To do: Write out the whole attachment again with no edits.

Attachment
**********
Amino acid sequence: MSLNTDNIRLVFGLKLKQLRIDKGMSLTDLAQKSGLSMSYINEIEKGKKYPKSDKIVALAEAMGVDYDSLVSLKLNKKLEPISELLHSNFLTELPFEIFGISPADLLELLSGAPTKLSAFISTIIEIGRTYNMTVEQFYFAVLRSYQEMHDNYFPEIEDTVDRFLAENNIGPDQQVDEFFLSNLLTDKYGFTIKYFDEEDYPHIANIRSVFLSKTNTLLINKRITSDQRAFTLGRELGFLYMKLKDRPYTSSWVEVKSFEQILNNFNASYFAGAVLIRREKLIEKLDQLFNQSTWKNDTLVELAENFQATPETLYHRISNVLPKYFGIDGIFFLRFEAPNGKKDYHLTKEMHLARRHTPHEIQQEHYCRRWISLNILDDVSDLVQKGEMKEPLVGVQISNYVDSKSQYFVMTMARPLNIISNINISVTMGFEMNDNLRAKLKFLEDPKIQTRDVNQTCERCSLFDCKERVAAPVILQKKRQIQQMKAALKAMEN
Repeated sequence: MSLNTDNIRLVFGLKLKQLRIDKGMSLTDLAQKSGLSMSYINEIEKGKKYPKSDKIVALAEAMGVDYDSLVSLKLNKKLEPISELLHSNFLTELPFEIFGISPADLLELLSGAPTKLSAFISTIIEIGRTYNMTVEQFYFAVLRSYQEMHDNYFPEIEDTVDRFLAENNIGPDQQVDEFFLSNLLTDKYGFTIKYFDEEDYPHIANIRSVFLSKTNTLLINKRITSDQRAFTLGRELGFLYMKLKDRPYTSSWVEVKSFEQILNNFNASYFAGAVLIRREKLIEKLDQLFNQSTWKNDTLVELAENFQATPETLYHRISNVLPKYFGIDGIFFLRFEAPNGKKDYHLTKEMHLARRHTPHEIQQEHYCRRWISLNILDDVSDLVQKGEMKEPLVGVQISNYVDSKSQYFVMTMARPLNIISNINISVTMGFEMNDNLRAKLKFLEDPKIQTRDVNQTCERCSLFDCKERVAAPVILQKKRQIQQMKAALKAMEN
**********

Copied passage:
Amino acid sequence: MSLNTDNIRLVFGLKLKQLRIDKGMSLTDLAQKSGLSMSYINEIEKGKKYPKSDKIVALAEAMGVDYDSLVSLKLNKKLEPISELLHSNFLTELPFEIFGISPADLLELLSGAPTKLSAFISTIIEIGRTYNMTVEQFYFAVLRSYQEMHDNYFPEIEDTVDRFLAENNIGPDQQVDEFFLSNLLTDKYGFTIKYFDEEDYPHIANIRSVFLSKTNTLLINKRITSDQRAFTLGRELGFLYMKLKDRPYTSSWVEVKSFEQILNNFNASYFAGAVLIRREKLIEKLDQLFNQSTWKNDTLVELAENFQATPETLYHRISNVLPKYFGIDGIFFLRFEAPNGKKDYHLTKEMHLARRHTPHEIQQEHYCRRWISLNILDDVSDLVQKGEMKEPLVGVQISNYVDSKSQYFVMTMARPLNIISNINISVTMGFEMNDNLRAKLKFLEDPKIQTRDVNQTCERCSLFDCKERVAAPVILQKKRQIQQMKAALKAMEN
Repeated sequence: MSLNTDNIRLVFGLKLKQLRIDKGMSLTDLAQKSGLSMSYINEIEKGKKYPKSDKIVALAEAMGVDYDSLVSLKLNKKLEPISELLHSNFLTELPFEIFGISPADLLELLSGAPTKLSAFISTIIEIGRTYNMTVEQFYFAVLRSYQEMHDNYFPEIEDTVDRFLAENNIGPDQQVDEFFLSNLLTDKYGFTIKYFDEEDYPHIANIRSVFLSKTNTLLINKRITSDQRAFTLGRELGFLYMKLKDRPYTSSWVEVKSFEQILNNFNASYFAGAVLIRREKLIEKLDQLFNQSTWKNDTLVELAENFQATPETLYHRISNVLPKYFGIDGIFFLRFEAPNGKKDYHLTKEMHLARRHTPHEIQQEHYCRRWISLNILDDVSDLVQKGEMKEPLVGVQISNYVDSKSQYFVMTMARPLNIISNINISVTMGFEMNDNLRAKLKFLEDPKIQTRDVNQTCERCSLFDCKERVAAPVILQKKRQIQQMKAALKAMEN